The short film DOPPELBÄNGER by Sofian Khan is a monochromatic future where we really are beholden to our technology.
More a proof of concept than an actual short story, DOPPELBÄNGER works brilliantly in that it leaves you wanting more. When I say more, I mean much, much more. The standalone piece also serves as a storyboard for the larger series Autom Reign currently being developed. The eight-part first season is precisely the kind of genre programming a hungry audience would clammer for. Khan’s writing is relatable, funny, and deeply resonant. Hopefully, the right eyes will land on this short with high potential.
The part Twilight Zone, part Black Mirror short looks and feels like a throwback to George Orwell’s 1984. A fascinating melding of retro technology comingles with Jetson’s age future tech in a way similar to It Follows’ use of set design to create a timeless quality to the film. Low budget doesn’t have to look cheap, and Khan and his team developed a world that is slick and similar enough to be unsettling.
Set in a future world where humans are rapidly being replaced by doppelsynths in the workforce and in general, George, a struggling writer is trying to tap into the last vestige of humanity. The arts haven’t been conquered by the doppelsynths yet. He thinks it is his last chance to make a mark. In almost every other way the synthetic versions of ourselves are better. They are more efficient, follow rules without questions, and are smarter than us. Feeling forgotten and alone George hires a robot prostitute for some relief. When our sexually frustrated protagonist has an encounter with a reprogrammed sexbot that doesn’t go as planned he must hide the bot from his own synth or risk the consequences.
It’s not explicitly explained who is monitoring our citizens, nor is it explained what will happen if George is found out but it probably isn’t good. This world-building is just the sort of thing that could be expanded in a larger series. A burgeoning black market trade has programmers repurposing their synths for the sex trade. The problem is the bots don’t always take to their new code. When the robot crashes during a sexual interlude he has no choice but to call for help.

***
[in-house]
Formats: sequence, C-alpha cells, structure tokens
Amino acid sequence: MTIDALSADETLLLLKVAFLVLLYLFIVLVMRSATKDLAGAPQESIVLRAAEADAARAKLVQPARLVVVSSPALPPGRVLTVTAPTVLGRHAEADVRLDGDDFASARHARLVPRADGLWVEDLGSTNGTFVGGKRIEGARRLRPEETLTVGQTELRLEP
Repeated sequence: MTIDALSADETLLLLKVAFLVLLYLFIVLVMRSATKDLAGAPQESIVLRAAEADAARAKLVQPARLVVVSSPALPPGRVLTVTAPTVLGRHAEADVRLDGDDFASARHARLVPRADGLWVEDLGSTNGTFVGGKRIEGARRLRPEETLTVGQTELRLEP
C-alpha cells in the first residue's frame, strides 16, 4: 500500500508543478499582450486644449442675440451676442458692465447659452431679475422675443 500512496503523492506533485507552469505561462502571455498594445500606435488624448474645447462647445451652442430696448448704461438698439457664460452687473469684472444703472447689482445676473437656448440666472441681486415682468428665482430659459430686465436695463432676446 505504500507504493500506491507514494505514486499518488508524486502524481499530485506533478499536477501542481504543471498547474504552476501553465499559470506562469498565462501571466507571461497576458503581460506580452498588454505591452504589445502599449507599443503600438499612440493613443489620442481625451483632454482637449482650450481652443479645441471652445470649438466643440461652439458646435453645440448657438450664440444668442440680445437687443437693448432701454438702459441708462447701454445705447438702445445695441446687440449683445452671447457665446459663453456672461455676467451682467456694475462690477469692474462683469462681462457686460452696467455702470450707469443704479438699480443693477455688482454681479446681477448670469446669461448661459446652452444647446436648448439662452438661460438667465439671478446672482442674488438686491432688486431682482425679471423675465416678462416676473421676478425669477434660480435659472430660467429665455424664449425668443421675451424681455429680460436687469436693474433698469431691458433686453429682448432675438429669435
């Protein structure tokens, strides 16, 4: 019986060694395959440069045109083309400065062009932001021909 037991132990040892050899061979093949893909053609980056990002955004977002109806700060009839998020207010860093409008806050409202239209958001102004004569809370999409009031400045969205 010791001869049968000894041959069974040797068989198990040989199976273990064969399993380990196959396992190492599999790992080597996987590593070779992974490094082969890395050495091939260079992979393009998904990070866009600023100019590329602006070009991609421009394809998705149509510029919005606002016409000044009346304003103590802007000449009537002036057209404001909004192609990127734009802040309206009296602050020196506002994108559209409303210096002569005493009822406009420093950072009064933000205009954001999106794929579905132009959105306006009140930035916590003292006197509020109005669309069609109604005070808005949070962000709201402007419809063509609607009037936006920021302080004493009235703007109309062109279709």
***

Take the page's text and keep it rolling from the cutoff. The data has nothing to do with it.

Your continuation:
The sexbot’s owner and George end up having a strange but undeniably sparky connection. Both of them know there is chemistry despite the bizarre way they have met. With humanity becoming increasingly fragmented it’s important to cherish every chance encounter no matter how odd. Gibson Frazier(George) and Annapurna Sriram(Cecilia) combined with the tiny one set location is proof that huge soundstages and massive budgets aren’t needed to create a compelling genre story.
Oddly comedic, this is a sci-fi story that asks big questions but doesn’t make you wallow in negativity. The world has become(many could argue becoming) a progressively lonely place. Isolated and obsolete humans instinct for survival and connection remains strong. Shot almost entirely in black and white, the short feels like it is from a bygone era—one where sci-fi, comedy, and noir can meld seamlessly.
This is a short slice of fun that leaves you begging for more. If you are only going to watch one short, DOPPELBÄNGER is the one to watch. You can catch it as part of Fantasia Fest on-demand coverage, which is happening now until September 2nd, 2020. Find all our Fantasia Fest coverage here.
As the Managing Editor for Signal Horizon, I love watching and writing about genre entertainment. I grew up with old-school slashers, but my real passion is television and all things weird and ambiguous. My work can be found here and Travel Weird, where I am the Editor in Chief.